XBLIG Review: Sushi Castle

Title: Sushi Castle
Genre: Action
Release Date: July 12, 2012
Developer: Milkstone Studios
Price: 80 MSP
Rating: Violence=3/3, Sex=2/3, Mature Content=2/3

Sushi Castle is a Binding of Isaac clone, so naturally they share a lot of characteristics. Both have outrageous enemies, plenty of blood, and draw heavily from games like The Legend of Zelda. But Milkstone Studios admittedly wanted to take what they liked about BoI and put it in their own style, and they did it well. It’s shorter, cheaper, and more accessible to a wider audience given its toned down nature. That said, there are still some gross and disturbing elements that you’ll also find in Binding of Isaac.

The dual stick controls are simple and smooth for the most part, but I did find the movement a bit sluggish at times. Certain battles felt a little imbalanced because of this, as it was futile to try and outrun projectiles. The upgrades found throughout the game not only crucial when it comes to solving puzzles, but are also really helpful when trying to beat large groups of enemies. And there are a plethora of weapons and upgrades like sushi rolls, smoke bombs, and tofu guns to help you defeat the flying ninjas and hordes of zombies.

The graphics are really nice, especially the gorgeous intro with the Okami-esque backdrop. As you go through the levels you can’t help but think of The Legend of Zelda: A Link to the Past. Doors will lock on you until you defeat all of the enemies, and a visit to the shop will take you back to the days of spending those hard earned rupees. The soundtrack is what you might expect from this game, with lots of Asian chiptune flair. The music is slightly eerie as you go along but appropriately kicks up a few notches when you reach a boss battle.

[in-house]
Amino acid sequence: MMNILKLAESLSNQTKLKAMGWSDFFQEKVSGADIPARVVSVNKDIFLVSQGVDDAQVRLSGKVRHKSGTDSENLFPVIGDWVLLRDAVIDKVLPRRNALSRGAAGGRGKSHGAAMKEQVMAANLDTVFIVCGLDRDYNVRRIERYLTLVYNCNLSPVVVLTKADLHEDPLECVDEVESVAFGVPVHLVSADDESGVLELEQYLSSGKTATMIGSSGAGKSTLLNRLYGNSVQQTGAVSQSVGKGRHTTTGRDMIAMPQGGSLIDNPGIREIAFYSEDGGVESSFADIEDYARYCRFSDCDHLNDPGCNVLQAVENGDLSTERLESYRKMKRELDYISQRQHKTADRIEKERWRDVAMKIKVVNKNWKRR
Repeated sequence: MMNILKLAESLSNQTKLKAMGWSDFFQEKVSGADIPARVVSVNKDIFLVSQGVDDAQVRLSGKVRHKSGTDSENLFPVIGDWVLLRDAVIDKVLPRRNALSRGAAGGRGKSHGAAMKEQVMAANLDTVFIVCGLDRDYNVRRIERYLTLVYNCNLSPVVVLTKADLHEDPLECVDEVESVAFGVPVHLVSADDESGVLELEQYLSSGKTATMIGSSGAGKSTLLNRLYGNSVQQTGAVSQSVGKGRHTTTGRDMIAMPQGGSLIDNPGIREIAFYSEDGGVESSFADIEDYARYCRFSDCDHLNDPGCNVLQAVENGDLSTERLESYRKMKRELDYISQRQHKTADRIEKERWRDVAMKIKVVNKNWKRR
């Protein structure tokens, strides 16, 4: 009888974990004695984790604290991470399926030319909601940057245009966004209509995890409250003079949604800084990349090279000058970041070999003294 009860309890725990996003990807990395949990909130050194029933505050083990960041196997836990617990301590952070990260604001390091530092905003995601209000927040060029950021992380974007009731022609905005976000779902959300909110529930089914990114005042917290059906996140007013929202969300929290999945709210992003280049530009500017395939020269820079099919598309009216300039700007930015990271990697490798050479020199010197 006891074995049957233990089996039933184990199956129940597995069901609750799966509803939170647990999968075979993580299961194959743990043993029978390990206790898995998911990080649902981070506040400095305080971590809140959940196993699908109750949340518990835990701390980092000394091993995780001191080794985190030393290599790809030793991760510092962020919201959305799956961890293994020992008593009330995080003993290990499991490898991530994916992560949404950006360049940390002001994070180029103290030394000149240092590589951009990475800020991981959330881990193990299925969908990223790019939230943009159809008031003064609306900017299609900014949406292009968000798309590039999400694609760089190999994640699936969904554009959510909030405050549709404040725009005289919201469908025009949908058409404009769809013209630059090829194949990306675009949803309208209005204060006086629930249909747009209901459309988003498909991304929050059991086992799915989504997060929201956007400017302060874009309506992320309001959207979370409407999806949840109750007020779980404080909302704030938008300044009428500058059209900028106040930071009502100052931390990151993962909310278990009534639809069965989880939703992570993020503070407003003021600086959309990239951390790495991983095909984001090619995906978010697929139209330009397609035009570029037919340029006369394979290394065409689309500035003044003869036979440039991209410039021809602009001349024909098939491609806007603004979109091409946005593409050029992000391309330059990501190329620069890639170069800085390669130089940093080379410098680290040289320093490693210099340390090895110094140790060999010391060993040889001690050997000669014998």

Overall, Sushi Castle is more of an expansion on the general idea behind Binding of Isaac with an Asian twist. It’s perfect for those who have already played it and want a similar experience, or fans of old dungeon crawlers that are looking for something familiar only done in a new school way. It can be a tad bloody and gross at times, but the fluid game play and charming graphics offset all of the bloodshed and belching sumo wrestlers.


Short & Sweet Reviews – 7/23/2012


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